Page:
New Zealand Law Society - Further afield: the young Tauranga lawyer pursuing further study in the States

Further afield: the young Tauranga lawyer pursuing further study in the States

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Blair Shepherd
Blair Shepherd

Tauranga born and raised, and currently a lawyer in his hometown, Blair Shepherd has his sights set on the United States next month.

He has accepted an offer and scholarship to Duke University Law School in North Carolina to study a Master of Laws in International Legal Studies.

The offer was one of seven from United States law schools. Last year, Times Higher Education ranked Duke as the world’s number one law school.

Completing an LLB and BA at the University of Otago, Blair had a general goal to eventually study a Master’s; however he had not anticipated that the United States would be the destination.

“I thought I’d do it on my OE in the UK or Europe. I was thinking of going back to Germany, where I did an exchange during my studies.

“But then last year I did a month-long road trip through the States. I had an incredible time and thought it would be awesome to study at a US law school.”

A bit about yourself...

Blair grew up on a kiwifruit orchard in Pyes Pa, the southern outskirts of Tauranga. He attended Tauranga Boys’ College, getting involved in music and sport.

“Hockey was initially my main sport at school, then I switched to rugby and played for the 2nd XV rugby team, and a bit for the 1st XV.” In 2011 he was Deputy Head Prefect and Arts Dux.

A talented musician, he played trumpet in the school's long-running big-band.

Blair also played trumpet and keys for an indie band with a group of Tauranga Boys’ College boys.

“A record deal was offered a week before we went off to university. It threw a spanner in the works,” he adds. The band went on to record two EPs and play some large gigs, including opening a summer concert for Belgian DJ Netsky.

At university, Blair started to sing lead vocals and play guitar in a few bands and co-hosted a radio show on Radio One 91FM for several years.

Blair’s legal studies began at the University of Otago in 2012 where he studied double degree – an LLB and a BA majoring in Politics, Philosophy and Economics. “One reason I went there, it’s the only place I could do law, politics and economics in a double degree,” he says. “Anywhere else I would have had to do a double or triple major in my second degree.”

During the double degree, Blair went on a half-year exchange to the University of Tübingen, Germany, and did summer clerkships at two Tauranga firms: Mackenzie Elvin in 2014 and Holland Beckett in 2015/16, the latter for whom he would become part of the Litigation and Disputes Resolution team the following year.

A global scale

Blair chose Duke for its strong reputation, relatively small LLM class, student-focused faculty and location in a warm and sports-mad student city, he explains.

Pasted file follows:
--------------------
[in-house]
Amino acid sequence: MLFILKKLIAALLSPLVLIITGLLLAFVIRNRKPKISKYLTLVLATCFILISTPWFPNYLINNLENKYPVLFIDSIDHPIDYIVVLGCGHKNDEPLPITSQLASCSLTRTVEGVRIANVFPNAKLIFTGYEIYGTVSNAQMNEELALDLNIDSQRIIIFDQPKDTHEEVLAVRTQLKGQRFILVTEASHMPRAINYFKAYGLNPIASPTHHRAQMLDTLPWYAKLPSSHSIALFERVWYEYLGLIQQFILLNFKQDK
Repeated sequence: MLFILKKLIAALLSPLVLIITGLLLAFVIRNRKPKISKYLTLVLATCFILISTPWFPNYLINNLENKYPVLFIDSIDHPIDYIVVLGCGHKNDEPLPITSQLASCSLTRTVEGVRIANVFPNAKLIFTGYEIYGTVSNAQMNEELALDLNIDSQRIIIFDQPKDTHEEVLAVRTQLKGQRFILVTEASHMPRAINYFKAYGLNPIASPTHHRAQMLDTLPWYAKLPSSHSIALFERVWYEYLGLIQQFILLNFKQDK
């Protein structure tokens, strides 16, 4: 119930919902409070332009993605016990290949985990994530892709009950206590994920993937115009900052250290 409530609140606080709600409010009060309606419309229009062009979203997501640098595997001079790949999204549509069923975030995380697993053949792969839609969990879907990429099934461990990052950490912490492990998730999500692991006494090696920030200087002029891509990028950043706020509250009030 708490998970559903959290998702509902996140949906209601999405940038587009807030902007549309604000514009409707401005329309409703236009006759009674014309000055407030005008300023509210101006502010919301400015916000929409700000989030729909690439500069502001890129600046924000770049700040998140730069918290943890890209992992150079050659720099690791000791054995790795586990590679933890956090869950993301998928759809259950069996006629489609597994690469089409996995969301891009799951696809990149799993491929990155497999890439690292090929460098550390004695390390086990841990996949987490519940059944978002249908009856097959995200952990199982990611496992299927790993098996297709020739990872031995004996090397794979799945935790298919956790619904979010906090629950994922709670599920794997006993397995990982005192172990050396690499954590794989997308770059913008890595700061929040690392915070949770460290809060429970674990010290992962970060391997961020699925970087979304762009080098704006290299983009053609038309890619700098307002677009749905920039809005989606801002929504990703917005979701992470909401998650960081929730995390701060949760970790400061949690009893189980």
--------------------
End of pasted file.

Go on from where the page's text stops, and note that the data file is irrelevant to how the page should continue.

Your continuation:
The only Antipodean in a class of 102, he intends to focus on international arbitration, trade and climate change.

Options on the table are new for Blair to consider, but the year in the States may be part of a larger OE. His sights have been set on Europe, where he intends to look at practising.

Duke’s LLM programme concludes in May 2020, and Blair plans to sit the New York Bar exam in July 2020.

Roots in Tauranga

When asked about what motivated him to return to Tauranga, Blair noted that the regions shouldn’t be so quickly discounted.

“It wasn’t my plan to return to Tauranga straight after university, but I’d loved my rotation in litigation as a summer clerk at Holland Beckett and felt that the combination of big cases and getting into court at an early stage would be a great way to start my career. You’re given a lot of responsibility from day one and get to appear in court as soon as you’re admitted.”

His firm is an institution of Tauranga, and Blair says Holland Beckett offered him invaluable experience which will stand him in good stead for his studies overseas. “You’re often up against those big city names.

“When deciding upon where to practise, you shouldn’t discard areas beyond New Zealand’s main centres. It can be much more than the stereotypical fencing disputes.”

Evidently so, the opportunity to get on trusts and boards at such a young age demonstrate Blair’s contribution to his region.

Being on the board of Merivale Community Inc and a Trustee of the Bay of Plenty Youth Development Trust (trading as Tauranga Boxing Academy) has been immensely rewarding.

The Trust’s operation of the boxing academy helps a focus on kids aged 9 to 18 to find direction. Expanding from well-known Tauranga Gym FitCo, the Academy has recently moved into its brand new, purpose-built boxing gym on the Strand, a waterfront-facing stretch of Tauranga’s lower CBD.

Blair’s relatability to the Trust’s cause meant he was a perfect fit to help with their goals. “The chair was excited to have someone young on board. The Trust works with local youth so he thought that it would be good to have a trustee who was that age not long ago.”

“It’s been great to see the work of people like our Head Coach Henry Fa’afili, a former New Zealand Warrior - he’s turning lives around,” he adds.

From the local community to global litigation, there are lessons to be taken along the way. Asked what the most important lesson has been from his legal experience so far, Blair ponders the reality of the situations in which he works.

“You can make all the academic legal arguments you want for each case, but there’s also the practical side when you’re acting for real people and considering what’s in their best interests.

"There’s strategy involved, like chess. There are some litigators with a great knowledge of the law and then there are lawyers who are great strategists; it’s about combining both.”

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